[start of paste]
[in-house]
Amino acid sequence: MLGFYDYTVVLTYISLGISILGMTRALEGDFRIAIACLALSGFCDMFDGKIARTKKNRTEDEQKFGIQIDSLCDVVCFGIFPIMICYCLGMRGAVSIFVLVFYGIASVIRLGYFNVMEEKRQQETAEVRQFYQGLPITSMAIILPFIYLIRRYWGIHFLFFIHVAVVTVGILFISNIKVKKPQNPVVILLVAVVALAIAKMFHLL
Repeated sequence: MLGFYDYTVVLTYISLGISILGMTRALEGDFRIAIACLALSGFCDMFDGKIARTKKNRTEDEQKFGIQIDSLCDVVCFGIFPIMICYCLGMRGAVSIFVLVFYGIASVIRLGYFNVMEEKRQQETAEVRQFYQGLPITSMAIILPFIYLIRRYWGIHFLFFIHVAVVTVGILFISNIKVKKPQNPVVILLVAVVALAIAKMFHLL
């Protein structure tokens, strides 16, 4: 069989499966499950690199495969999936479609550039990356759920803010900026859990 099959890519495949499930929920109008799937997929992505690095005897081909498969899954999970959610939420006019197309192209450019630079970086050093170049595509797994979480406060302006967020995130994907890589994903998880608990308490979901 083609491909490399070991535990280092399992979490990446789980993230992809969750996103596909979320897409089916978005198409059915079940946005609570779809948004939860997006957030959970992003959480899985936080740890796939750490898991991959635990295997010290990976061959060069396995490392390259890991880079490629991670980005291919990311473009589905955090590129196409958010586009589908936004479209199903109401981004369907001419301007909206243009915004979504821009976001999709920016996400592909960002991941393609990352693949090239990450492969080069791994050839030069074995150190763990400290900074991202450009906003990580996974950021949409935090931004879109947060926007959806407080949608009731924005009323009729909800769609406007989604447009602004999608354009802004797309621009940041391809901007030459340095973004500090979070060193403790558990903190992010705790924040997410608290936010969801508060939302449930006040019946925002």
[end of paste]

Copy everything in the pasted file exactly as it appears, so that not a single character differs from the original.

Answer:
[in-house]
Amino acid sequence: MLGFYDYTVVLTYISLGISILGMTRALEGDFRIAIACLALSGFCDMFDGKIARTKKNRTEDEQKFGIQIDSLCDVVCFGIFPIMICYCLGMRGAVSIFVLVFYGIASVIRLGYFNVMEEKRQQETAEVRQFYQGLPITSMAIILPFIYLIRRYWGIHFLFFIHVAVVTVGILFISNIKVKKPQNPVVILLVAVVALAIAKMFHLL
Repeated sequence: MLGFYDYTVVLTYISLGISILGMTRALEGDFRIAIACLALSGFCDMFDGKIARTKKNRTEDEQKFGIQIDSLCDVVCFGIFPIMICYCLGMRGAVSIFVLVFYGIASVIRLGYFNVMEEKRQQETAEVRQFYQGLPITSMAIILPFIYLIRRYWGIHFLFFIHVAVVTVGILFISNIKVKKPQNPVVILLVAVVALAIAKMFHLL
């Protein structure tokens, strides 16, 4: 069989499966499950690199495969999936479609550039990356759920803010900026859990 099959890519495949499930929920109008799937997929992505690095005897081909498969899954999970959610939420006019197309192209450019630079970086050093170049595509797994979480406060302006967020995130994907890589994903998880608990308490979901 083609491909490399070991535990280092399992979490990446789980993230992809969750996103596909979320897409089916978005198409059915079940946005609570779809948004939860997006957030959970992003959480899985936080740890796939750490898991991959635990295997010290990976061959060069396995490392390259890991880079490629991670980005291919990311473009589905955090590129196409958010586009589908936004479209199903109401981004369907001419301007909206243009915004979504821009976001999709920016996400592909960002991941393609990352693949090239990450492969080069791994050839030069074995150190763990400290900074991202450009906003990580996974950021949409935090931004879109947060926007959806407080949608009731924005009323009729909800769609406007989604447009602004999608354009802004797309621009940041391809901007030459340095973004500090979070060193403790558990903190992010705790924040997410608290936010969801508060939302449930006040019946925002």